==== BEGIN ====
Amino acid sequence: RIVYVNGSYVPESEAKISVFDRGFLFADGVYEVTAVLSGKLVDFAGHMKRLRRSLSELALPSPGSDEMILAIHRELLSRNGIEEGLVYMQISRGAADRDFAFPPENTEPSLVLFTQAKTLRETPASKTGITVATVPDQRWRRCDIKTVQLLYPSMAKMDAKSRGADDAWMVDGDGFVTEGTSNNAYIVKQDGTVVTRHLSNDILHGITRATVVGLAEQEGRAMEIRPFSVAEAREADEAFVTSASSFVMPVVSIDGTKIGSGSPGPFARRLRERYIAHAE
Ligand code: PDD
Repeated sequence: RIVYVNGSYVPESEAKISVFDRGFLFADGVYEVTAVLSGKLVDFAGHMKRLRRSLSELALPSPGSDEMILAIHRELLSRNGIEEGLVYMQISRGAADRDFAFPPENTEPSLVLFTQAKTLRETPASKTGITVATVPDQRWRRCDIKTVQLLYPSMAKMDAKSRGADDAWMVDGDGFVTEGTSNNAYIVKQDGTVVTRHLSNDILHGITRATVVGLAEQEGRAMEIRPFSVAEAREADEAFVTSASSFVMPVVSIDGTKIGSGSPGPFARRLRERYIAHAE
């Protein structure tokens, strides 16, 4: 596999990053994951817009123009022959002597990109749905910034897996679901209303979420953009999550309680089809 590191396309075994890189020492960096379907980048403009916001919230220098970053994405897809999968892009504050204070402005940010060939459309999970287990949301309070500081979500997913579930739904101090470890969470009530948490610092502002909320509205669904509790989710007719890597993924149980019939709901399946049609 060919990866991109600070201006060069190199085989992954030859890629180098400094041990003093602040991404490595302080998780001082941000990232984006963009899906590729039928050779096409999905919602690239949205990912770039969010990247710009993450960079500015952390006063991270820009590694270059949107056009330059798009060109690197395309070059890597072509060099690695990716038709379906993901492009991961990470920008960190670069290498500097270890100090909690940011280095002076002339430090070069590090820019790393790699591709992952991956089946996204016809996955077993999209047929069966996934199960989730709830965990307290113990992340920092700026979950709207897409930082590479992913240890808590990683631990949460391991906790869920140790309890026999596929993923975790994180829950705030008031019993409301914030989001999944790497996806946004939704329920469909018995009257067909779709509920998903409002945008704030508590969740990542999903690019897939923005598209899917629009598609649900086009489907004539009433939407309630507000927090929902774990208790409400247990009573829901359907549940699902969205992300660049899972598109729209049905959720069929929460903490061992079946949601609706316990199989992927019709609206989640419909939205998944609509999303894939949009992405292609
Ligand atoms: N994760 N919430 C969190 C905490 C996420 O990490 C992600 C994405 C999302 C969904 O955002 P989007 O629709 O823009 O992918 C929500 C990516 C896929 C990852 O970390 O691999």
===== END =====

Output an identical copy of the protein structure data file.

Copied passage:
Amino acid sequence: RIVYVNGSYVPESEAKISVFDRGFLFADGVYEVTAVLSGKLVDFAGHMKRLRRSLSELALPSPGSDEMILAIHRELLSRNGIEEGLVYMQISRGAADRDFAFPPENTEPSLVLFTQAKTLRETPASKTGITVATVPDQRWRRCDIKTVQLLYPSMAKMDAKSRGADDAWMVDGDGFVTEGTSNNAYIVKQDGTVVTRHLSNDILHGITRATVVGLAEQEGRAMEIRPFSVAEAREADEAFVTSASSFVMPVVSIDGTKIGSGSPGPFARRLRERYIAHAE
Ligand code: PDD
Repeated sequence: RIVYVNGSYVPESEAKISVFDRGFLFADGVYEVTAVLSGKLVDFAGHMKRLRRSLSELALPSPGSDEMILAIHRELLSRNGIEEGLVYMQISRGAADRDFAFPPENTEPSLVLFTQAKTLRETPASKTGITVATVPDQRWRRCDIKTVQLLYPSMAKMDAKSRGADDAWMVDGDGFVTEGTSNNAYIVKQDGTVVTRHLSNDILHGITRATVVGLAEQEGRAMEIRPFSVAEAREADEAFVTSASSFVMPVVSIDGTKIGSGSPGPFARRLRERYIAHAE
């Protein structure tokens, strides 16, 4: 596999990053994951817009123009022959002597990109749905910034897996679901209303979420953009999550309680089809 590191396309075994890189020492960096379907980048403009916001919230220098970053994405897809999968892009504050204070402005940010060939459309999970287990949301309070500081979500997913579930739904101090470890969470009530948490610092502002909320509205669904509790989710007719890597993924149980019939709901399946049609 060919990866991109600070201006060069190199085989992954030859890629180098400094041990003093602040991404490595302080998780001082941000990232984006963009899906590729039928050779096409999905919602690239949205990912770039969010990247710009993450960079500015952390006063991270820009590694270059949107056009330059798009060109690197395309070059890597072509060099690695990716038709379906993901492009991961990470920008960190670069290498500097270890100090909690940011280095002076002339430090070069590090820019790393790699591709992952991956089946996204016809996955077993999209047929069966996934199960989730709830965990307290113990992340920092700026979950709207897409930082590479992913240890808590990683631990949460391991906790869920140790309890026999596929993923975790994180829950705030008031019993409301914030989001999944790497996806946004939704329920469909018995009257067909779709509920998903409002945008704030508590969740990542999903690019897939923005598209899917629009598609649900086009489907004539009433939407309630507000927090929902774990208790409400247990009573829901359907549940699902969205992300660049899972598109729209049905959720069929929460903490061992079946949601609706316990199989992927019709609206989640419909939205998944609509999303894939949009992405292609
Ligand atoms: N994760 N919430 C969190 C905490 C996420 O990490 C992600 C994405 C999302 C969904 O955002 P989007 O629709 O823009 O992918 C929500 C990516 C896929 C990852 O970390 O691999």